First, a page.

After all, Kirk would later do this with Gillian Taylor in Star Trek IV as would Doc Brown with Mary Steenburgen in Back to the Future Part III.
I've heard some give the excuse that the Guardian wouldn't have permitted such action, but no where in the episode does it state that the Guardian would forbid this. Just one line of dialogue saying why Kirk couldn't take Edith back with him would've been enough to satisfy me.
Al P - Fri, Dec 28, 2007 - 10:50am (USA Central)
I love this episode, although it is not my favourite by any means. Although Jake (above) has a point me thinks he delves a little too deeply into the reasoning behind the decision to allow Edith to die. The whole reason Star Trek is so successful is because we can suspend belief and reasoning whilst watching. I suggest a chill pill to anyone who can find the time to get too concerned about the plot of TOS episodes.
Jake - Sat, Dec 29, 2007 - 4:39pm (USA Central)
Hey, I appreciate the need for tragedy in storytelling(humanity's fate depends on the death of one who champions it, in this case). I'm just saying there could've been a way to make that aspect more dramatically satisfying. I'm all for suspension of disbelief, but the line should be drawn somewhere(although I understand that where such a line should be drawn depends on the individual viewer).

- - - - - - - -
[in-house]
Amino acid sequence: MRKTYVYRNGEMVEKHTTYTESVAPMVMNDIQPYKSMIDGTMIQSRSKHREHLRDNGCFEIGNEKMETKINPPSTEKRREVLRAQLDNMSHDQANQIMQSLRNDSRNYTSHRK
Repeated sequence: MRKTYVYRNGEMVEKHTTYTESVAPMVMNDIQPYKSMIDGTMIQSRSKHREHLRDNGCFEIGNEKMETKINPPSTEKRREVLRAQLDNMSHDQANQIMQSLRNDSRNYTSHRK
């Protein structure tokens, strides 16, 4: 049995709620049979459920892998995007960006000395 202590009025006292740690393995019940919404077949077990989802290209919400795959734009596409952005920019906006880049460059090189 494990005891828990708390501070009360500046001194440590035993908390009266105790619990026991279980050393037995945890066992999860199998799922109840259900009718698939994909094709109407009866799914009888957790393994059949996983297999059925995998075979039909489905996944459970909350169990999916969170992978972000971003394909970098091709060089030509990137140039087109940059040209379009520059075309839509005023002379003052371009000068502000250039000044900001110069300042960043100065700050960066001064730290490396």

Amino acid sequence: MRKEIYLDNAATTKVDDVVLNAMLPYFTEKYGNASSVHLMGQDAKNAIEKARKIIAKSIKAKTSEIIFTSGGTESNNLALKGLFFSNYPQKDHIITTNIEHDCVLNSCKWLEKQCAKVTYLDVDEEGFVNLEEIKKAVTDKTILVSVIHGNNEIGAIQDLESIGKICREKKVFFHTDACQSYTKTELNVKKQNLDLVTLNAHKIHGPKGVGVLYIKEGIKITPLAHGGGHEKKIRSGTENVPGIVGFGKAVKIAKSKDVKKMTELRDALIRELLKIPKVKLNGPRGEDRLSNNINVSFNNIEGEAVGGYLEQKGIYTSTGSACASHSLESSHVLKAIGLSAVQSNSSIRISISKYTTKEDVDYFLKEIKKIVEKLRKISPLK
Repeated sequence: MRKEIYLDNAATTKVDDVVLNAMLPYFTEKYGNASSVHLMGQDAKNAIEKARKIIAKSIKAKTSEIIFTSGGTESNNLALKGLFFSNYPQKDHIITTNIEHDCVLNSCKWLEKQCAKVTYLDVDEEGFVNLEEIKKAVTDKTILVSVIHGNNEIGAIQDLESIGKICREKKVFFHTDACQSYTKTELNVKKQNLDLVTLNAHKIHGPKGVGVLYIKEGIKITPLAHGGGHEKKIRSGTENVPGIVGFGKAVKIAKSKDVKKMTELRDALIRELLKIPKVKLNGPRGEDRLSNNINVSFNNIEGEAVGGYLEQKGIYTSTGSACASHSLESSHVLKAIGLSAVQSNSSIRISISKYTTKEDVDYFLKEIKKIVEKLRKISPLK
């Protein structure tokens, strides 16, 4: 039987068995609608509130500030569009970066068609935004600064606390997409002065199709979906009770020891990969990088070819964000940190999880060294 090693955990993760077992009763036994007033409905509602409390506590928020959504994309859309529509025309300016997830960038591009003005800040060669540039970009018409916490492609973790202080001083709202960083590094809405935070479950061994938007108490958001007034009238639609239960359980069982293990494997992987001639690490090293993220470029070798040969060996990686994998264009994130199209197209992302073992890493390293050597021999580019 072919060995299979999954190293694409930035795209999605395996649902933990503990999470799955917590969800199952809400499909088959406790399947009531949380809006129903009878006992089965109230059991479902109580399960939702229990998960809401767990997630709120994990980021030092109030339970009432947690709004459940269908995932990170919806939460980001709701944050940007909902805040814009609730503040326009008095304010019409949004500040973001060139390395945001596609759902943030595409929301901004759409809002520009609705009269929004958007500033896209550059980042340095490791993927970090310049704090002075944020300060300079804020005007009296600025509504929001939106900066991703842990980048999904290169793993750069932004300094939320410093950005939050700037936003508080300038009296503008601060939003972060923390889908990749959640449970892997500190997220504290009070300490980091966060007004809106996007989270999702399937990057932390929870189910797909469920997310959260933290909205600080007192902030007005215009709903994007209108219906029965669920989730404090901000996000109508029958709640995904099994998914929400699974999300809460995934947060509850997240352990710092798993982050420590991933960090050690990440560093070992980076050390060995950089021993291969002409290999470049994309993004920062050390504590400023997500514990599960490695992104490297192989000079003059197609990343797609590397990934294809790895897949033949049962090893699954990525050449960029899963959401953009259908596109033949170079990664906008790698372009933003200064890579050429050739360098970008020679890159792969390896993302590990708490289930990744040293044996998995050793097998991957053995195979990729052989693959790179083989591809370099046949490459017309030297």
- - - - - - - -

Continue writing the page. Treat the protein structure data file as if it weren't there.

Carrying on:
Fred Blankenburg - Mon, Dec 31, 2007 - 8:56am (USA Central)
I loved this episode except the ending. Take another look at the sequence of events closely; both McCoy and Spock yell, "Jim" and McCoy grabs Kirk to hold him back from saving Joan Collins. I thought the whole premise was that McCoy had saved Joan Collins- so shouldn't Kirk be holding McCoy back and not the other way around?
Josh - Wed, Mar 19, 2008 - 7:08pm (USA Central)
Frank, watch again: Kirk stops McCoy from saving her, that's why McCoy says, "Jim, I could have saved her!"
Dave - Thu, May 28, 2009 - 7:27pm (USA Central)
Jake et al... In his research Spock finds that Edith had died as a result of some kind of a car crash... If she were to simply disappear into the future (regardless of the Guardian's approval) it might cause more of a stir among her "devotees" in the mission - and ultimately bring about the very thing Kirk et al were trying to prevent... A growing pacifist movement (possibly started instead by someone of her "followers").